Women’s 200 Breaststroke
This race, expected to be the next-best race after the 100 breaststroke (with largely the same field), ended up being even better. Tera van Beilen and Martha McCabe hurtled towards the finish. Both clearly had designs on the other, with some great camera angles showing clearly the intense expressions on their faces as each fought stroke-by-stroke to beat the other. But with about 15 meters to go, van Beilen, on her 19th birthday just freaking tore into her legs. (Is it ok to say “freaking” in a recap? I couldn’t find a better expression). By the time the pair, deadlocked for two-minutes, came to the wall, van Beilen won quite comfortably in 2:24.03 – a best time by two-and-a-half seconds. McCabe touched 2nd in 2:24.81.
The point to keep in mind is that McCabe already had a time from her bronze medal at Worlds that would confidently carry her to the Olympics – however had this race played out a bit differently from the 3rd-and-4th-place swimmers, she could have been burned. As it is, that swim matched identically her time from the World Championship finals. As for van Beilen, this gives her two entries at the Olympics, as she’s also through as the runner-up from the 100.
Those are also the second-and-third-best times in the World in 2012.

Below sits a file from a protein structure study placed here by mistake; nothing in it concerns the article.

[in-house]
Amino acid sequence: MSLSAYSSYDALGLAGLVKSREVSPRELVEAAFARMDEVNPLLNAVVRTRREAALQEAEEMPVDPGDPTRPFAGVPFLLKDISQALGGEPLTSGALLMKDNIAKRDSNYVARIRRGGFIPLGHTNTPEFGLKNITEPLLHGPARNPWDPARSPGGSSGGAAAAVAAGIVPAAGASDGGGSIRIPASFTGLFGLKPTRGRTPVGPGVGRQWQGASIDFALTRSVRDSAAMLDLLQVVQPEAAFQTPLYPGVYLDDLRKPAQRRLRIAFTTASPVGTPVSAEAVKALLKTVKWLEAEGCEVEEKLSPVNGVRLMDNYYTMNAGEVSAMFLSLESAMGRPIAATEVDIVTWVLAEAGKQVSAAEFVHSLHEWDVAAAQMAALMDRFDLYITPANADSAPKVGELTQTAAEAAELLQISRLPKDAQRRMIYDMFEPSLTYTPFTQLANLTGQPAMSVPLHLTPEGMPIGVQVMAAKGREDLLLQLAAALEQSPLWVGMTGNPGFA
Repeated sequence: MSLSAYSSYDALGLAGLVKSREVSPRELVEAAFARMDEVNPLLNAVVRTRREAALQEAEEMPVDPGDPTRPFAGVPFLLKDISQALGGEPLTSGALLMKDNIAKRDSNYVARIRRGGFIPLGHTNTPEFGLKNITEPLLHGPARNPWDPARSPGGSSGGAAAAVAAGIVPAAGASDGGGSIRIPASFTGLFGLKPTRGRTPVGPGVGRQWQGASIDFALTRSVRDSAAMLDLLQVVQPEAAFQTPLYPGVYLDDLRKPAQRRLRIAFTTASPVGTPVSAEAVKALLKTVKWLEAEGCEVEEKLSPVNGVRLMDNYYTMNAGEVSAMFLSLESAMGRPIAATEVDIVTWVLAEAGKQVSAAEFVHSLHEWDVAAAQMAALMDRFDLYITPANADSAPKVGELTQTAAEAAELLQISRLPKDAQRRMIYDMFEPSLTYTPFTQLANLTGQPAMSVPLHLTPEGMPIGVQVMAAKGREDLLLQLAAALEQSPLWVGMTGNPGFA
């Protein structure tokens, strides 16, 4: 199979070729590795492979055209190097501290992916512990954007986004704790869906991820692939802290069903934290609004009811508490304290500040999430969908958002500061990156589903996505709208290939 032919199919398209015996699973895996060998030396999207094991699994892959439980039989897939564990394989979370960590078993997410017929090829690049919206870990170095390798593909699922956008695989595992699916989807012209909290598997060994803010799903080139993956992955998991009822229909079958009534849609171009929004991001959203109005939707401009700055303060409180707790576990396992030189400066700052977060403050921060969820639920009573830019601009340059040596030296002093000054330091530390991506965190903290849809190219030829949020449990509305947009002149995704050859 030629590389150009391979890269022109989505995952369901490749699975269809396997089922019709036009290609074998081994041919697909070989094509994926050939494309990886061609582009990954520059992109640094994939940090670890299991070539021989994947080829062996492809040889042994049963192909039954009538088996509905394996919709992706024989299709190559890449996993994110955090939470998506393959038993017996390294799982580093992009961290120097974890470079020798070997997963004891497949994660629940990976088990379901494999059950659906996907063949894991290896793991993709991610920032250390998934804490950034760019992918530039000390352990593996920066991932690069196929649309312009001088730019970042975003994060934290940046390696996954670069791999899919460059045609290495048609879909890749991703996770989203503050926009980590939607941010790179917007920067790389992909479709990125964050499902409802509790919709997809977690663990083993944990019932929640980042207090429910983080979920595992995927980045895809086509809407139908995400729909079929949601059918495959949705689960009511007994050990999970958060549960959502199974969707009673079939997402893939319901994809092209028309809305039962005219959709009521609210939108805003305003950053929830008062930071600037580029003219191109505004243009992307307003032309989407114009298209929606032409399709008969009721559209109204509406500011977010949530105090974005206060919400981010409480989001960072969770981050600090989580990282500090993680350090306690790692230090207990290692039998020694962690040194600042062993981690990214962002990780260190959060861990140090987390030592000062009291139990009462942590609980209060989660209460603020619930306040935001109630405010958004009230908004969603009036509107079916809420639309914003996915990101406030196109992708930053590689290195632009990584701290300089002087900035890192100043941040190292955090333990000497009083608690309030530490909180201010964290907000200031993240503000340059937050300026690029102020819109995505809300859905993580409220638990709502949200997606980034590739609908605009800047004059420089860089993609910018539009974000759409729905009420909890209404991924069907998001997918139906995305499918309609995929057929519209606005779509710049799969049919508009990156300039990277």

Just like in the 100, the youth really took over this race. McCabe was the veteran of the top 4 at 22-years old, and after her came another pair of teenagers – Ashley McGregor in 2:26.56 and Kierra Smith in 2:26.73.
The big stunner here is that the World Record holder Annamay Pierse is now left off of the team, as she finished 5th in 2:27.14. Nobody expects her to be close to that World Record at this point of her career (and out of the high-tech suits), but that swim was more than three-seconds slower than her time at last year’s World Championships. In her only other race of 2012, she swam a 2:34 in a Time Trial, which was an ugly omen. Perhaps not enough racing in the early months of this year did her in, but this is a huge disappointment.
Men’s 100 Fly
This 100 fly will be one of the great events of the 2012 Canadian Olympic Trials. That is, for those who caught it. For the really special moment didn’t happen in the water, or even on the medal stand. It happened as event champion, and Olympic qualifier, Joe Bartoch (likely nearing the end of his career) was walking away from receiving his gold medal. He took the award and flipped it to a young fan in the crowd, who will probably remember it as the greatest moment of his life (and the expression on his face described that feeling). To some, this could be seen as a brazenly flippant “this medal doesn’t mean much to me”.
But here’s what it really is – a veteran swimmer who has piles of these medals sitting somewhere at home. Rather than add another one to the collection, where it would sit for the next few decades and gather dust, he shared with the future of Canadian Swimming, who will hang it high above his bed at least for the next decade, if not longer, and show it off to anyone who is willing to look. Those are the special moments.